Why Is Our Love For “the Other” Perceived as Hate?

Greg Strand – April 4, 2014 4 Comments

One of the things that we as Christians evidence and experience in this postChristian day is that our stand for truth and our love for people, their salvation and their well-being, is received and felt by them as being despised, maligned and hated. I am certain that there are things that we do that would give some credence to those sentiments. But I am not convinced that everything every Christian says and does fits that paradigm.

Dominic Verner expressed this as When Your Love Looks Like Hate He framed it this way:

There is an alarming confusion cropping up in public discourse which has given me pause for reflection. It strikes me as the worst kind of confusion, and the most difficult to remedy, because it concerns the intention of hearts, confusing the noblest with the worst. You seek your neighbor’s spiritual well-being and you are accused of denying his very dignity.

Christians have for the good of the other and the glory of God spoken to the truth of sex and sexuality as it pertains to morality, broadly, and same-sex “marriage” more specifically. These convictional commitments are read by some as the great sin. Nathaniel Frank stated: “the sin of current opponents of gay marriage is an unwillingness to open their minds to change. There comes a time when there’s only one morally correct answer, and the space for having the wrong answer has dried up. I’d argue that time has come.”

For Christians, this love and concern is for the other’s temporal and eternal good and yet it is being read and interpreted as sin and even hatred. Verner asks, “why is this love for our neighbor’s spiritual good taken for hate? And how can it be seen as love again?” He provides three answers, which I briefly highlight.

First, our love looks like hate because our concern for souls chafes against the claim that human dignity is founded upon man’s power of self-determination. Our love calls into question the quasi-religious reverence paid to this supposed power. If our love is to be seen as love, the impotence of the power of self-determination must be exposed and the true foundation of human dignity must be laid bare.

Second, our love looks like hate because the life we propose often looks like death. By withholding endorsement for gay marriage, we implicitly suggest the alternative of lifelong chastity. For the man or woman with same-sex attraction, this certainly entails self-denial and the cross.

Third, our love looks like hate because we seem to advocate restraint in the enjoyment of all that the world has to offer.

He concludes:

Will framing our opposition to same sex marriage in such a theological and eschatological way really allow us to be better heard in the public square? Probably not. But it strikes me that a philosophically-sound natural-law approach has not fared much better. Besides, it’s a bit too cheap: Why offer natural law without the promise of the grace which makes it observable? We need to tell the whole story, complete with its fantastic eschatological ending because Nathaniel Frank is right: “There comes a time when there’s only one morally correct answer, and the space for having the wrong answer has dried up.”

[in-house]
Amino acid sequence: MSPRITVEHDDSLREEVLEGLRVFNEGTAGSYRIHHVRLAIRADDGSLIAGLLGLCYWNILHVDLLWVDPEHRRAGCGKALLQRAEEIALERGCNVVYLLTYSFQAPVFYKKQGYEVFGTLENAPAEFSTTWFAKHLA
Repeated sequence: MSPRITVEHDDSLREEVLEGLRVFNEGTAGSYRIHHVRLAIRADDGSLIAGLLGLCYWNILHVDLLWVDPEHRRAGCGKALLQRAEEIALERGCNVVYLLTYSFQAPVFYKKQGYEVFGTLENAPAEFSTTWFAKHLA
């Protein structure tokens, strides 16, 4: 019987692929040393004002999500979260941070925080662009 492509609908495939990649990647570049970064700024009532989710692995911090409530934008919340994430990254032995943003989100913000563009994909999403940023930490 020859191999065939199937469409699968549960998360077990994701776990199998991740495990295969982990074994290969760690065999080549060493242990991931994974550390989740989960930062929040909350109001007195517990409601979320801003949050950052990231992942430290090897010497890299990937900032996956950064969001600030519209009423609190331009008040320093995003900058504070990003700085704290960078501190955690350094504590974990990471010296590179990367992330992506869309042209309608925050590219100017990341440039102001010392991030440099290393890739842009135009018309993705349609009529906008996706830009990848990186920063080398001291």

A few questions of application.

  • Do you agree or disagree with Verner?
  • Do we truly love the other?
  • Do you think our love is read as hate?
  • What reasons would you add?
  • Regarding the unbeliever hearing the gospel, what happens when we become too optimistic? What about if we are too pessimistic?
  • How do you recommend we respond?


Greg Strand


Affectionately called “Walking Bible” by his youngest daughter, Greg Strand has a ministry history that goes back to 1982. Since that time, he has served in local church ministry in a variety of ministry capacities: youth pastor, associate pastor of adult ministries and senior pastor. He is currently the EFCA's Executive Director of Theology and Credentialing. Greg reads voraciously and never stops learning — a passion reflected in the overflowing bookshelves that spill from his library to multiple offices. And he could tell you about each of those books! His hunger for learning pales in contrast to his great love for God and for teaching the Word of God.

4 responses to Why Is Our Love For “the Other” Perceived as Hate?

  1. Two things…

    First, I believe we Christians (including our churches, our clergy, and our denominations) have come to a point in the development of the post-modern West where the culture is not seeking our counsel. Can we agree on this? Nobody is asking “Ned Flanders” what to do about gay marriage, nor any other aspect of our community life. The powers that be are very happy to let us do the inordinate share of societal heavy lifting – in the form of social work, foster care, hospital volunteering, and so on – but the population in general has come to believe that a huge portion of our worldview is anathema to the culture.

    So whatever our impact may be, it will not come in the form of prescribing the “right” way, least of all based on the authority of the Bible. (By the way, like never before, we Christians need to return to the Bible as our guide in all aspects of our life, because of the creeping syncretism that is so prevalent in all our ways – in our engagement of the culture, but even more critically, in our Christian lives individually, and collectively in our families and our congregations.)

    Second, even though we do not have a “seat at the table” of our cultural norms and mores, we know that the culture that is being developed and thrust upon the rest of us is futile and self-destructive. Our role is that of a field medic – as the culture proceeds to chew up and spit out the souls it was supposed to bring to self-actualization and meaningful well-being, we need to be living in accordance with the truth, being a shining light that cannot be explained apart from the workings of a mighty God. We need to be at the ready to tell the downtrodden (some of whom will be found wearing a three-piece suit and driving an Acura) that indeed, everything IS upside-down, and yes, there IS a reason we look around this culture and see both beauty and ugliness, kindness and hatefulness, promise and pain. We need to be ready to present the gospel as the solution to the problems of life in a God-forsaking culture, and the source of the healing that we all need so badly.